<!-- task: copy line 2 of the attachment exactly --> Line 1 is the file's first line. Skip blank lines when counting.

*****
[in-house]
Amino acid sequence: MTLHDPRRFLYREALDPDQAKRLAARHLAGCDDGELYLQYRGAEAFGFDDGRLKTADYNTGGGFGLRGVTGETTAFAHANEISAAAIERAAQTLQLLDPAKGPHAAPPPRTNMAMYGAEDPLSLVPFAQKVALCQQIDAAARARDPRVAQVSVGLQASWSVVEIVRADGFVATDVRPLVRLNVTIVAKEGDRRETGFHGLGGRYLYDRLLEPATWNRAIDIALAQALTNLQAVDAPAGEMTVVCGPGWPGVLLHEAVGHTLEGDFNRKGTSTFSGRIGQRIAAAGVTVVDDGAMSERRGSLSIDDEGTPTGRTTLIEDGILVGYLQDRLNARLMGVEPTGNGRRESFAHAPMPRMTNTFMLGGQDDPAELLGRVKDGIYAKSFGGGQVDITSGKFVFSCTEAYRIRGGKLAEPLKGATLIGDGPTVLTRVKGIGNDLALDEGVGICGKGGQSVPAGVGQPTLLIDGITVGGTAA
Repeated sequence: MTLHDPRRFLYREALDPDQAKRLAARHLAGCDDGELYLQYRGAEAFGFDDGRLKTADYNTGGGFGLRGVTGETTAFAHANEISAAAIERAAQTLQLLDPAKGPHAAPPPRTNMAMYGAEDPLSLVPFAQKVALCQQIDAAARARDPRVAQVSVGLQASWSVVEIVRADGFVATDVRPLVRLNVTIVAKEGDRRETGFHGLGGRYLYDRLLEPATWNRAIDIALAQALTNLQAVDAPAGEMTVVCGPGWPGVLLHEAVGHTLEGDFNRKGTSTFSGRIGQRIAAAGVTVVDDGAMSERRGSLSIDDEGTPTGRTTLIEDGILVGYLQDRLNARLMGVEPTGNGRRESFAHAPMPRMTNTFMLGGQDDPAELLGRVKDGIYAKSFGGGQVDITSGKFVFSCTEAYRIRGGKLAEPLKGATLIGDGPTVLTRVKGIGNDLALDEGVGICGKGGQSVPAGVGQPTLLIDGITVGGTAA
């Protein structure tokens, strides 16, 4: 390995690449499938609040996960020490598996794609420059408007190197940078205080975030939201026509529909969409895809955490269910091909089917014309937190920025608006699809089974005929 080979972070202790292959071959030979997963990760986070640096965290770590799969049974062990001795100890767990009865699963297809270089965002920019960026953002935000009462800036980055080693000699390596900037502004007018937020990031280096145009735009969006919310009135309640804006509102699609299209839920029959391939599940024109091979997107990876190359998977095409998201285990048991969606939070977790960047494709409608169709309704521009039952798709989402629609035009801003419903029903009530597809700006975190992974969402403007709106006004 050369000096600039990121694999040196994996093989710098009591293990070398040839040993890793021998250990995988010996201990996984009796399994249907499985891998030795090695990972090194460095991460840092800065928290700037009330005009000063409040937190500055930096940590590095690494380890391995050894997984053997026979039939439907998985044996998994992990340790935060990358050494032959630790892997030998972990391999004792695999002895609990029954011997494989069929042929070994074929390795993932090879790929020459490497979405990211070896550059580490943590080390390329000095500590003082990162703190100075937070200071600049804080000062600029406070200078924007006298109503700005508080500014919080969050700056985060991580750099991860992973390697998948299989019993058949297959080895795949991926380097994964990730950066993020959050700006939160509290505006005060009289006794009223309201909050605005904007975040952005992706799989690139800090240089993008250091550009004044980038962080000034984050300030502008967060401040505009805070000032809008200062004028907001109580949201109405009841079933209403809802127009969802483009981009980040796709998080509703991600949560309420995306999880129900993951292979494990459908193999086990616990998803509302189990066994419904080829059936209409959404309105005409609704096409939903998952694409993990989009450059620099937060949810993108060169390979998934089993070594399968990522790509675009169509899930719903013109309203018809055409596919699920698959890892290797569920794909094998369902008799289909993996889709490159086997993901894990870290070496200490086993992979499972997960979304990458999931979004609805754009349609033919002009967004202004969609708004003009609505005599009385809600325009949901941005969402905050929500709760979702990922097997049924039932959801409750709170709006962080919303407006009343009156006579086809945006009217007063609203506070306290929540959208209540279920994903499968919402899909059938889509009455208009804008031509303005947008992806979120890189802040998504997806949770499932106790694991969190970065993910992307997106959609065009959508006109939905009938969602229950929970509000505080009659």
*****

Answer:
Amino acid sequence: MTLHDPRRFLYREALDPDQAKRLAARHLAGCDDGELYLQYRGAEAFGFDDGRLKTADYNTGGGFGLRGVTGETTAFAHANEISAAAIERAAQTLQLLDPAKGPHAAPPPRTNMAMYGAEDPLSLVPFAQKVALCQQIDAAARARDPRVAQVSVGLQASWSVVEIVRADGFVATDVRPLVRLNVTIVAKEGDRRETGFHGLGGRYLYDRLLEPATWNRAIDIALAQALTNLQAVDAPAGEMTVVCGPGWPGVLLHEAVGHTLEGDFNRKGTSTFSGRIGQRIAAAGVTVVDDGAMSERRGSLSIDDEGTPTGRTTLIEDGILVGYLQDRLNARLMGVEPTGNGRRESFAHAPMPRMTNTFMLGGQDDPAELLGRVKDGIYAKSFGGGQVDITSGKFVFSCTEAYRIRGGKLAEPLKGATLIGDGPTVLTRVKGIGNDLALDEGVGICGKGGQSVPAGVGQPTLLIDGITVGGTAA